For morphological analyses, the resulting tendon constructs of the present invention, along with native neonatal Achilles tendons harvested from 2 day old Fisher 344 pups, were fixed in a 3% formaldehyde/glutaraldehyde in 0.1 M sodium cacodylate buffer solution pH=7.4 (Electron Microscopy Sciences, Fort Washington, Pa.) at 4° C. and embedded in EPON (Ted Pella Inc., Redding, Calif., Eponate 12 resin). For light microscopy, semi-thick sections, 1 μm, were cut with an ultramicrotome, mounted on glass microscope slides, and stained with 1% (w/v) Toluidine Blue solution (FIG. 2). Ultrathin slices, 50 nm, were cut for electron microscopy and were mounted on uncoated copper grids and stained with aqueous uranyl acetate and lead citrate. The ultrastructure of the constructs was investigated using a transmission electron microscope at 60 kV (FIG. 3).

FIGS. 2 and 3 provide a morphological comparison of a representative tendon construct according to the present invention and a neonatal rat tendon. As one skilled in the art will readily appreciate, the longitudinal sections shown in FIGS. 2A and 3A clearly display an ultrastructural morphology similar to that of the neonatal rat Achilles tendon shown in FIGS. 2B and 3B. Comparing FIGS. 2A and 2B, it is noted that both the tendon construct of the present invention and the neonatal tendon are highly cellular, and include some disorganized ECM surrounding the collagen fibrils. At higher magnification (FIGS. 3A and 3B), it is evident that the fibril diameter is similar (˜50 nm, as indicated by arrows) in both the tendon construct and the neonatal tendon, wherein the fibrils display the characteristic periodic striations of type I collagen.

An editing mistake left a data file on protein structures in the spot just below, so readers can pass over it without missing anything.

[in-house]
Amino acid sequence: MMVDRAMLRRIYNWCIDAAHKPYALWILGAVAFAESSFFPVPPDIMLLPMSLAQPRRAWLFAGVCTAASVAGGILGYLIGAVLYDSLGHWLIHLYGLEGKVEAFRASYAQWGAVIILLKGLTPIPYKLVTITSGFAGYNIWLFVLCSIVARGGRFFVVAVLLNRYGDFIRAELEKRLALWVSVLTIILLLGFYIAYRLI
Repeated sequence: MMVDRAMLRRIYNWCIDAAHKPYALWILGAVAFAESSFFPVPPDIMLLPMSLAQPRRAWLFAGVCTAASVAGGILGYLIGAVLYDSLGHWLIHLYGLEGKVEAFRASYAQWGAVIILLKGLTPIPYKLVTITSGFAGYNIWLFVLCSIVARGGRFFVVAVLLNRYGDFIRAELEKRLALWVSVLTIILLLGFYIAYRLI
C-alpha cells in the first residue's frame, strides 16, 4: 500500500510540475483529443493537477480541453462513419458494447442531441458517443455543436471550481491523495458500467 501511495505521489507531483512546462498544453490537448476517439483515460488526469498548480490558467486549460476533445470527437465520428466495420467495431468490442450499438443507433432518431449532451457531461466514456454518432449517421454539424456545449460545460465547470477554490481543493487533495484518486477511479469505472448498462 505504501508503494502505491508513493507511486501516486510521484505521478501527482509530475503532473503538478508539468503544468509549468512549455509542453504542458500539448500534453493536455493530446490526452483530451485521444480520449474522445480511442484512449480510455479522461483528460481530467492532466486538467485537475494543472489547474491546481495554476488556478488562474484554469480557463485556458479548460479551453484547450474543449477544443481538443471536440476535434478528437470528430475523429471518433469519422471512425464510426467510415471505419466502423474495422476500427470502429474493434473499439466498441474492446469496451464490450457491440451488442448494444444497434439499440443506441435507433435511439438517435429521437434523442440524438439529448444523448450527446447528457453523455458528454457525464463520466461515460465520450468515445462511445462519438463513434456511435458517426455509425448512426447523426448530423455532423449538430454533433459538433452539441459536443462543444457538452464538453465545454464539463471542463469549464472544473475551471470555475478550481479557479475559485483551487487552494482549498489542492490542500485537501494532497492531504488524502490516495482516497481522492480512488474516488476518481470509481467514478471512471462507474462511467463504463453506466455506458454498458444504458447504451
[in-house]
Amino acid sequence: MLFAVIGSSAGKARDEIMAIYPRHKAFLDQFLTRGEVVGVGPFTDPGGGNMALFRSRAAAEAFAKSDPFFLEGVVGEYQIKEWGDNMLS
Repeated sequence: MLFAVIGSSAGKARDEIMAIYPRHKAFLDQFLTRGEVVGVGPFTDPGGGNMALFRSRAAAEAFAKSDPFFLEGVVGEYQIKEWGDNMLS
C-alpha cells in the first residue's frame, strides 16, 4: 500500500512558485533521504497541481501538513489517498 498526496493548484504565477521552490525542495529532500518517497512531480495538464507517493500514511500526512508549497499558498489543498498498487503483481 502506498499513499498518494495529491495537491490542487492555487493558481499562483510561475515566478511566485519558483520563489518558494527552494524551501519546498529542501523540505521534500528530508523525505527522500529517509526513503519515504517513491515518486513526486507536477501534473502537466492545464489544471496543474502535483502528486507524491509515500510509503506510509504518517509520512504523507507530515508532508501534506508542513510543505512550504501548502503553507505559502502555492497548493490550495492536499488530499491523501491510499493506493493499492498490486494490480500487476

For mechanical testing, tendon construct diameter was first measured at several positions along the length using an inverted microscope, and an average diameter was calculated using all measured values. Tensile testing was performed using an 810 Material Testing System (MTS Systems Corp., Eden Prairie, Minn.) outfitted with a custom optical 200 mN load cell (see Dennis and Kosnik, In Vitro Cellular Developmental Biology—Animal, 36, p. 327, 2000) and grips machined from DELRIN® (Acetal). The grips clamped the specimens via an adjustable set screw. Data acquisition and control were performed using LabVIEW software (National Instruments, Austin, Tex.) on a computer. The load cell was zeroed before the attachment of each sample. Samples were moistened by regularly applying drops of DPBS with a Pasteur pipette, as drying out of specimens has been shown to significantly alter the mechanical properties of tendons and other soft tissues. The gauge length was taken to be the length of the construct between the grips which was measured with digital calipers after inserting and clamping the sample into both grips and applying a prestress of approximately 4 kPa. The force associated with this prestress, 1 mN, was 0.4% of the full range of the load cell, and roughly twice its resolution limit. The samples were tested at a constant true strain rate of 0.05 s−1.